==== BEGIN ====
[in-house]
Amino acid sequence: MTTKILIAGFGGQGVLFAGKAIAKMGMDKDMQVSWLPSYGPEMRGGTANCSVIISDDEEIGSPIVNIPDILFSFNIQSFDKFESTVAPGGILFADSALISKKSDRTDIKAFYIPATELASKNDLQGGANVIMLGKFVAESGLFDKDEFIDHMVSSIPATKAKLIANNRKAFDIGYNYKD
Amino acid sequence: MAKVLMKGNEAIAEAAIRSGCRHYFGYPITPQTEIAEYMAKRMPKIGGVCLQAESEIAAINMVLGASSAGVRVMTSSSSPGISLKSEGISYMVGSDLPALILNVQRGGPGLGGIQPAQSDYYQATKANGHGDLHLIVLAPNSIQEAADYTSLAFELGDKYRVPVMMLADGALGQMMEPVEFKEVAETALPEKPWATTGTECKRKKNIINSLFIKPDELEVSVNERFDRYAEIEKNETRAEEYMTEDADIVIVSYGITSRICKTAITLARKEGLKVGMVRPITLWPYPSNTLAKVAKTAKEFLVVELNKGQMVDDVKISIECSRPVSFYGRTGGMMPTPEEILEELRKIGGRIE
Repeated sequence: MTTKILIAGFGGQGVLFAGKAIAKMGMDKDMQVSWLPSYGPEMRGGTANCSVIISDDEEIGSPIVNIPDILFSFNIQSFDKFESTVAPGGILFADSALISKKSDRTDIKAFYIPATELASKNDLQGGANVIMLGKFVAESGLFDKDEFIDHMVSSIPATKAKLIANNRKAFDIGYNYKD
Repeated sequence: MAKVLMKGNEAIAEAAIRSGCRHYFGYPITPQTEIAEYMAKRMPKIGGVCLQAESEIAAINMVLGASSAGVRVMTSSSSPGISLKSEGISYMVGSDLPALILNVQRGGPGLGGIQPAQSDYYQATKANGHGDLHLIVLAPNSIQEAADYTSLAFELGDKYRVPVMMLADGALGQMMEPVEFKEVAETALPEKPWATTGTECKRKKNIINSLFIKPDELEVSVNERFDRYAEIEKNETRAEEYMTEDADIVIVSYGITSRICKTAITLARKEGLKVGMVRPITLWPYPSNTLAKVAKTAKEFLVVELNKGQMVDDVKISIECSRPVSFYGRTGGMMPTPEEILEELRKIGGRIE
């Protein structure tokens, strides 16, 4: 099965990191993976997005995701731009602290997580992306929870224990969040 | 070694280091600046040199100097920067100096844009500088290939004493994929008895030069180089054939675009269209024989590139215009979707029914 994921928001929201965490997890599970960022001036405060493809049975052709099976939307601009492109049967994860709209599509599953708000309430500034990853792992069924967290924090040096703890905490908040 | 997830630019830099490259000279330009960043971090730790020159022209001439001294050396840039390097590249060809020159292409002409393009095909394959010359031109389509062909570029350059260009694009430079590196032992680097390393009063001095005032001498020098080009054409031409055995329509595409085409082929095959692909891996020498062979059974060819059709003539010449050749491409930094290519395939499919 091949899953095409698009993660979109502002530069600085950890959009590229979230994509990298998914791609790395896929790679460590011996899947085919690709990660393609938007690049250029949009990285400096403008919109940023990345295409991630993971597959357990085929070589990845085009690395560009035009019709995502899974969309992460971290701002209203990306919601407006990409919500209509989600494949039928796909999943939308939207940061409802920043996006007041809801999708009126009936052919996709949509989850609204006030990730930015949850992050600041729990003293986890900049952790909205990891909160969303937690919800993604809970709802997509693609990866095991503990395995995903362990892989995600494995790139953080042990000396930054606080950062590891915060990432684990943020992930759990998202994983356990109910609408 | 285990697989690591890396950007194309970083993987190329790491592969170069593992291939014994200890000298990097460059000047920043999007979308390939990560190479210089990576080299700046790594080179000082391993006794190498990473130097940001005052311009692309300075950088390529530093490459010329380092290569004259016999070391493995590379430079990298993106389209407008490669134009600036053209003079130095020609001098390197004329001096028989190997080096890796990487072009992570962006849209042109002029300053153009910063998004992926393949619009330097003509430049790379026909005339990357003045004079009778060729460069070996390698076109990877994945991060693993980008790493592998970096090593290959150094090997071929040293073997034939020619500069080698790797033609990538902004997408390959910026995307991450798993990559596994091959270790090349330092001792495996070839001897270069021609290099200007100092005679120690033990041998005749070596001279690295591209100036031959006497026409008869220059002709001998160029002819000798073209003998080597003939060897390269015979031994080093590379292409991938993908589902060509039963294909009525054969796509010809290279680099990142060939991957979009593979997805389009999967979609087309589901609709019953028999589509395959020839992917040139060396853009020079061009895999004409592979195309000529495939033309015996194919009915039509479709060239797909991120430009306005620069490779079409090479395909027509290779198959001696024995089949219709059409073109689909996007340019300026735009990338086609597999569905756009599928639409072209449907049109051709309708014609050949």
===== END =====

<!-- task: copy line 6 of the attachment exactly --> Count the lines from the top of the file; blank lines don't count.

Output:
């Protein structure tokens, strides 16, 4: 099965990191993976997005995701731009602290997580992306929870224990969040 | 070694280091600046040199100097920067100096844009500088290939004493994929008895030069180089054939675009269209024989590139215009979707029914 994921928001929201965490997890599970960022001036405060493809049975052709099976939307601009492109049967994860709209599509599953708000309430500034990853792992069924967290924090040096703890905490908040 | 997830630019830099490259000279330009960043971090730790020159022209001439001294050396840039390097590249060809020159292409002409393009095909394959010359031109389509062909570029350059260009694009430079590196032992680097390393009063001095005032001498020098080009054409031409055995329509595409085409082929095959692909891996020498062979059974060819059709003539010449050749491409930094290519395939499919 091949899953095409698009993660979109502002530069600085950890959009590229979230994509990298998914791609790395896929790679460590011996899947085919690709990660393609938007690049250029949009990285400096403008919109940023990345295409991630993971597959357990085929070589990845085009690395560009035009019709995502899974969309992460971290701002209203990306919601407006990409919500209509989600494949039928796909999943939308939207940061409802920043996006007041809801999708009126009936052919996709949509989850609204006030990730930015949850992050600041729990003293986890900049952790909205990891909160969303937690919800993604809970709802997509693609990866095991503990395995995903362990892989995600494995790139953080042990000396930054606080950062590891915060990432684990943020992930759990998202994983356990109910609408 | 285990697989690591890396950007194309970083993987190329790491592969170069593992291939014994200890000298990097460059000047920043999007979308390939990560190479210089990576080299700046790594080179000082391993006794190498990473130097940001005052311009692309300075950088390529530093490459010329380092290569004259016999070391493995590379430079990298993106389209407008490669134009600036053209003079130095020609001098390197004329001096028989190997080096890796990487072009992570962006849209042109002029300053153009910063998004992926393949619009330097003509430049790379026909005339990357003045004079009778060729460069070996390698076109990877994945991060693993980008790493592998970096090593290959150094090997071929040293073997034939020619500069080698790797033609990538902004997408390959910026995307991450798993990559596994091959270790090349330092001792495996070839001897270069021609290099200007100092005679120690033990041998005749070596001279690295591209100036031959006497026409008869220059002709001998160029002819000798073209003998080597003939060897390269015979031994080093590379292409991938993908589902060509039963294909009525054969796509010809290279680099990142060939991957979009593979997805389009999967979609087309589901609709019953028999589509395959020839992917040139060396853009020079061009895999004409592979195309000529495939033309015996194919009915039509479709060239797909991120430009306005620069490779079409090479395909027509290779198959001696024995089949219709059409073109689909996007340019300026735009990338086609597999569905756009599928639409072209449907049109051709309708014609050949």